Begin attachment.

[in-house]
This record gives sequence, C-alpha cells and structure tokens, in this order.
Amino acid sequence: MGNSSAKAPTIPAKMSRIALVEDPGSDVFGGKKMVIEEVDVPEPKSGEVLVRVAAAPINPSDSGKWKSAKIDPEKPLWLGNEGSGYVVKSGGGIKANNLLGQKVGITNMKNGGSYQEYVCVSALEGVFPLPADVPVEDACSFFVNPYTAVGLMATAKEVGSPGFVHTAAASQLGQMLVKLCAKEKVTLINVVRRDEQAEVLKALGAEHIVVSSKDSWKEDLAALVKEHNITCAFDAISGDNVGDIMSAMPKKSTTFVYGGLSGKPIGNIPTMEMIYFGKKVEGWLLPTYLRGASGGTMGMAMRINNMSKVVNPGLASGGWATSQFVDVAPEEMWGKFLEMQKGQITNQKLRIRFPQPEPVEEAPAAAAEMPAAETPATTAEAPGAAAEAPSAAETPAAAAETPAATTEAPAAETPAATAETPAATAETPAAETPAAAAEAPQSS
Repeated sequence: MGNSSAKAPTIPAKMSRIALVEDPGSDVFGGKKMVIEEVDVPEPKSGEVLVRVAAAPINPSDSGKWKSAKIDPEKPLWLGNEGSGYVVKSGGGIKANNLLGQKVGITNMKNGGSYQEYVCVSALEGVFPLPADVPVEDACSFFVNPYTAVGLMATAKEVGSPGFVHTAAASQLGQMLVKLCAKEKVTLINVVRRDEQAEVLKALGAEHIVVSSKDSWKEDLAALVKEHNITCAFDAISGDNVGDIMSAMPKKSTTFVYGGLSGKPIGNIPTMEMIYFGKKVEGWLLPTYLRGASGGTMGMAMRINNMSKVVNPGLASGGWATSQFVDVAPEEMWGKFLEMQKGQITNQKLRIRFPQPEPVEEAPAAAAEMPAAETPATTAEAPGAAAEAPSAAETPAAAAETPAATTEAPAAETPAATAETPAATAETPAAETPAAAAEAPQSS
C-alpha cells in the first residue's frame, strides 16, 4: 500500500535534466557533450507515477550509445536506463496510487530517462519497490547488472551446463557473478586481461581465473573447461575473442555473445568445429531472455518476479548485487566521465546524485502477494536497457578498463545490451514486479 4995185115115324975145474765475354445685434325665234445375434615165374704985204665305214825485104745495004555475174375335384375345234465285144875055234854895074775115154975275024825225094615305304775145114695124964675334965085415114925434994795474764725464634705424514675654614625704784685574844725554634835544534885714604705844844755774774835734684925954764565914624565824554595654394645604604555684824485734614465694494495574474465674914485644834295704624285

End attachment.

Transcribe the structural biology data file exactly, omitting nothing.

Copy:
[in-house]
This record gives sequence, C-alpha cells and structure tokens, in this order.
Amino acid sequence: MGNSSAKAPTIPAKMSRIALVEDPGSDVFGGKKMVIEEVDVPEPKSGEVLVRVAAAPINPSDSGKWKSAKIDPEKPLWLGNEGSGYVVKSGGGIKANNLLGQKVGITNMKNGGSYQEYVCVSALEGVFPLPADVPVEDACSFFVNPYTAVGLMATAKEVGSPGFVHTAAASQLGQMLVKLCAKEKVTLINVVRRDEQAEVLKALGAEHIVVSSKDSWKEDLAALVKEHNITCAFDAISGDNVGDIMSAMPKKSTTFVYGGLSGKPIGNIPTMEMIYFGKKVEGWLLPTYLRGASGGTMGMAMRINNMSKVVNPGLASGGWATSQFVDVAPEEMWGKFLEMQKGQITNQKLRIRFPQPEPVEEAPAAAAEMPAAETPATTAEAPGAAAEAPSAAETPAAAAETPAATTEAPAAETPAATAETPAATAETPAAETPAAAAEAPQSS
Repeated sequence: MGNSSAKAPTIPAKMSRIALVEDPGSDVFGGKKMVIEEVDVPEPKSGEVLVRVAAAPINPSDSGKWKSAKIDPEKPLWLGNEGSGYVVKSGGGIKANNLLGQKVGITNMKNGGSYQEYVCVSALEGVFPLPADVPVEDACSFFVNPYTAVGLMATAKEVGSPGFVHTAAASQLGQMLVKLCAKEKVTLINVVRRDEQAEVLKALGAEHIVVSSKDSWKEDLAALVKEHNITCAFDAISGDNVGDIMSAMPKKSTTFVYGGLSGKPIGNIPTMEMIYFGKKVEGWLLPTYLRGASGGTMGMAMRINNMSKVVNPGLASGGWATSQFVDVAPEEMWGKFLEMQKGQITNQKLRIRFPQPEPVEEAPAAAAEMPAAETPATTAEAPGAAAEAPSAAETPAAAAETPAATTEAPAAETPAATAETPAATAETPAAETPAAAAEAPQSS
C-alpha cells in the first residue's frame, strides 16, 4: 500500500535534466557533450507515477550509445536506463496510487530517462519497490547488472551446463557473478586481461581465473573447461575473442555473445568445429531472455518476479548485487566521465546524485502477494536497457578498463545490451514486479 4995185115115324975145474765475354445685434325665234445375434615165374704985204665305214825485104745495004555475174375335384375345234465285144875055234854895074775115154975275024825225094615305304775145114695124964675334965085415114925434994795474764725464634705424514675654614625704784685574844725554634835544534885714604705844844755774774835734684925954764565914624565824554595654394645604604555684824485734614465694494495574474465674914485644834295704624285